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Parliamentary Elections; another Test for Afghan Precarious Democracy
14. November 2018 at 20:48
by Abdullah Abed
I am submitting my article about Afghanistan's upcoming parliamentary election which has been dated for October 20 exclusively for International Youth Journal. it is my pleasure that you are taking it into consideration for publication.
By holding long delayed parliamentary election on October 20, Afghanistan is going to shape a new chapter in its recent political arena.

Based on Afghan constitution parliamentary election should has been held in 2015, but due to 2014 controversial presidential elections which coincided withdrawal of huge portion of international forces from Afghanistan, then newly elected president, Ashraf Ghani extended the current parliament period by issuing a legislative decree.

Though doubts were high about government’s sincerity and resolute intention for holding parliamentary elections at the beginning, president Ghani not only managed in a well and appropriate manner to deliver on his promise for bringing a new Lower House, he even went on to date presidential elections on 20 of April 2019, as his five-year term comes to end.

Despite of billions of dollars has been handed, sake of lack of up-to-date technical electoral system, Afghanistan is still among the handful countries in the world staggering to launch its national processes properly. Nevertheless, following the pressures mounted by political parties, in an unprecedented proceeding Afghan government eased to exploit biometric system on the election day to avoid fraud.

Over 22,000 mobile biometric devices made in Germany have been procured for about 21,000 polling stations throughout the country, according to Afghanistan Independent Election Commission. President Ghani’s approach for using biometric system did convince political parties to give up their sit-ins before the election offices begging for transparency.

By stepping up recent measures, even though transparency has been addressed at some extent, security continues to remain chief among the obstacles challenging the process. While Taliban – running 17 yearlong lasted bloody insurgency against the Afghan government- recently released a statement warning to halt the elections process, ISIS-Khurasan too lingers as a terrorist group very known for taking tolls on soft targets throughout the country.

On October second only five days from the beginning of election campaigns, a suicide bomber hit an election rally in eastern Nangarhar- a province which has already borne the blunt of extremely murderous suicide attacks carried out by ISIS militants- killed 14 civilians and maimed 43 more. ISIS claimed the responsibility of this one too. While election rallies are going on with full enthusiasm in most parts of the country, a nationwide vigilance is a must to stop further potential bloody attacks on election gatherings.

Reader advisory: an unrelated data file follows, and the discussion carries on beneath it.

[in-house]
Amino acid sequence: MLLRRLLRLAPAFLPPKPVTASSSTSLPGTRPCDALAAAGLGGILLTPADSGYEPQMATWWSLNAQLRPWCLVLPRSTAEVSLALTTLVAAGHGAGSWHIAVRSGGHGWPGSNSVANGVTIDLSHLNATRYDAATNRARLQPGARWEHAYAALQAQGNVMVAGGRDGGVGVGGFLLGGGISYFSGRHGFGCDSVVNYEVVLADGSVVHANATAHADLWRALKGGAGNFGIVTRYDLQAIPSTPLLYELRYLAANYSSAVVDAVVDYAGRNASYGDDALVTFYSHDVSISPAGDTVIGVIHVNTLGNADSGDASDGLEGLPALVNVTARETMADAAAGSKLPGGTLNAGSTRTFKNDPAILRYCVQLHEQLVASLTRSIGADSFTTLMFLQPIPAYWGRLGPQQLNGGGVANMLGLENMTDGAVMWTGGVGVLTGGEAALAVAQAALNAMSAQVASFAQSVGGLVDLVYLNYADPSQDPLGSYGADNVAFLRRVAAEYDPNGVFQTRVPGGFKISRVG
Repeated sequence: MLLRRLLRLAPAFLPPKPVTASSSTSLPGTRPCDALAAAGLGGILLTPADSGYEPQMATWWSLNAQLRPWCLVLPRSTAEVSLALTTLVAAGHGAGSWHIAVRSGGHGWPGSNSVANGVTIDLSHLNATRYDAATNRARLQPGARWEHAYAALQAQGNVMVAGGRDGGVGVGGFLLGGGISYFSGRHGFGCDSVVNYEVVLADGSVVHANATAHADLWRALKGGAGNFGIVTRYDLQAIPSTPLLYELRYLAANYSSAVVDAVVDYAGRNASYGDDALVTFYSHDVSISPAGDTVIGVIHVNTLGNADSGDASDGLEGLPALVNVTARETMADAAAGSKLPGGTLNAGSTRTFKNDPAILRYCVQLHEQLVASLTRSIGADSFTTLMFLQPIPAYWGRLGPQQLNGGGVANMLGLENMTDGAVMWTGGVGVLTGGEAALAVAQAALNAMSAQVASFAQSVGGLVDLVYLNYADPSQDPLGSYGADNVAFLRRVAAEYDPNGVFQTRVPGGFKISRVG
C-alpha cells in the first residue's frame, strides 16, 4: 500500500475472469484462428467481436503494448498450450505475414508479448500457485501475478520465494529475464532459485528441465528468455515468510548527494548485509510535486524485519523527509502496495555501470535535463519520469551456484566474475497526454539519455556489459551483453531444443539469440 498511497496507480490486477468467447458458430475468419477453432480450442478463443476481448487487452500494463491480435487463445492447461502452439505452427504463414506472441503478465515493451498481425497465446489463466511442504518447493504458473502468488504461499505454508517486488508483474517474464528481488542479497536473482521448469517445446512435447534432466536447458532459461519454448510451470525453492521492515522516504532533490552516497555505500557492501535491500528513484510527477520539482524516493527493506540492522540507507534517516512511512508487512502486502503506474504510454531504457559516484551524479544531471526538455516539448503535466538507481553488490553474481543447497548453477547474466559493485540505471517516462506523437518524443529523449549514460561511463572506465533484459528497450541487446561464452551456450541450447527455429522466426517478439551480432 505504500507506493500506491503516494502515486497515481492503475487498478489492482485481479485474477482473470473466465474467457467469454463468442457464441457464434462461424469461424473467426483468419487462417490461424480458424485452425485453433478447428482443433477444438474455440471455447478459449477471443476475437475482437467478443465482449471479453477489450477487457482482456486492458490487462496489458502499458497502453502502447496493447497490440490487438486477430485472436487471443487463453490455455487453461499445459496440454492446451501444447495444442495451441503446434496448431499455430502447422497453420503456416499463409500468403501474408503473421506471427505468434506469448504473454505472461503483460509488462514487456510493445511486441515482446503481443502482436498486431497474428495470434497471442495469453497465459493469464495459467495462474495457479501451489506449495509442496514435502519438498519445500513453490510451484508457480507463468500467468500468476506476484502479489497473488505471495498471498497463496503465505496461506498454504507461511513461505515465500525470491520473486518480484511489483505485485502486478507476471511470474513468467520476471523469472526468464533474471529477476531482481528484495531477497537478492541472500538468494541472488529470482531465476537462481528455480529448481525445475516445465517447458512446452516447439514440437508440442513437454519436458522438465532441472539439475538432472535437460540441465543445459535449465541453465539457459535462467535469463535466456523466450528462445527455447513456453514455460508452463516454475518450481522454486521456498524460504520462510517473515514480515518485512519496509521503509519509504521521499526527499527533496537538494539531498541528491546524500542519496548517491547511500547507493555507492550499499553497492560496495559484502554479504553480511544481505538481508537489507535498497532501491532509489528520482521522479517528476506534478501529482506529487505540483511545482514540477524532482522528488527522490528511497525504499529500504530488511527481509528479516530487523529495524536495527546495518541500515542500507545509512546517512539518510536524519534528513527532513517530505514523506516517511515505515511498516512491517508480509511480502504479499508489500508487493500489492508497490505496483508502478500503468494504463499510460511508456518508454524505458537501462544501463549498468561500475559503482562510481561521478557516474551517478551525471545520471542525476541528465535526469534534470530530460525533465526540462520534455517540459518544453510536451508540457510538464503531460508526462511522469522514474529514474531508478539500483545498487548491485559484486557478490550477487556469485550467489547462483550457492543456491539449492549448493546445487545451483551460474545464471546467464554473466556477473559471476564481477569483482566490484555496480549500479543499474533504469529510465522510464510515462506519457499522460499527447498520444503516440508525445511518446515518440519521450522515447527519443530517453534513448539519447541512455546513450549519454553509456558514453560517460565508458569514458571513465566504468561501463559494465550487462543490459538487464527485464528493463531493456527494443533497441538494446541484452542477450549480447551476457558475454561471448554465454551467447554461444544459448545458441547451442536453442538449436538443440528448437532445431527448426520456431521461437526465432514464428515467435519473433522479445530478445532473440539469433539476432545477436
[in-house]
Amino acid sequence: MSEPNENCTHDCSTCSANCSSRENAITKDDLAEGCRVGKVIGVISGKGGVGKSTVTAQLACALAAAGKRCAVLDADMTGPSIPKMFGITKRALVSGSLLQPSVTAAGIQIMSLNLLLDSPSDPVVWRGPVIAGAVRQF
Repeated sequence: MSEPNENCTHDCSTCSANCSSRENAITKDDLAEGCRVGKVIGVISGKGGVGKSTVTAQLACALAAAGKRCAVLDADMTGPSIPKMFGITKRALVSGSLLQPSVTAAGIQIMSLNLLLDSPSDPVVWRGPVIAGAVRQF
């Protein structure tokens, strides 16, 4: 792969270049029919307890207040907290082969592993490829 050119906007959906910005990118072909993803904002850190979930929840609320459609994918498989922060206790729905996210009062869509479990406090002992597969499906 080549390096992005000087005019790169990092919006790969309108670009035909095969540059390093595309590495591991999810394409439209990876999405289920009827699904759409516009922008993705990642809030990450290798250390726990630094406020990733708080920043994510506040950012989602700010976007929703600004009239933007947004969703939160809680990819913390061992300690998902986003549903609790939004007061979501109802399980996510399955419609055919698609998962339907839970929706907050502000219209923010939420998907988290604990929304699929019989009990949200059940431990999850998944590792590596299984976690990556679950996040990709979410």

A part from the all challenges that still parliamentary election shaky process struggling with, a striking number of young, well-educated and qualified men and women are running for the lower house, seemingly the upcoming Afghan parliament will be the youngest ever.

Totally, 2,565 candidates, 417 of them women are contesting for 250 seats. A huge number of candidates who represent the Afghan young generation are highly expected to change the parliament notorious for its corruption. While due to poor security and flawed previews elections, concerns are high about the public turnout on the election day, election commission said that roughly 9 million eligible people out of all over 30 million population had registered for voting which seems in line with the Afghan standards.

If this parliamentary and next year’s presidential elections prevail all challenges, hopes will jump for a better future. Both, sitting and next government have a tough job a head regarding peace talks with Taliban, Negotiation with the Taliban should be echoed from institutions strongly legitimized by votes casted by public.

To bring enough transparency and fairness, international community is needed to turn open eye towards the process in term of supervision as it mounts financial support for. If this already highly costed process –while presidential election is also embarked to be held within 6 months- headed in wrong direction, the reputation of national processes such as elections would get further damaged in eyes of public and restoring credibility soon seems far.


Cite This Article As: Abdullah Abed. "Parliamentary Elections; another Test for Afghan Precarious Democracy." International Youth Journal, 14. November 2018.

Link To Article: https://youth-journal.org/parliamentary-elections-another-test-for-afghan-precarious-

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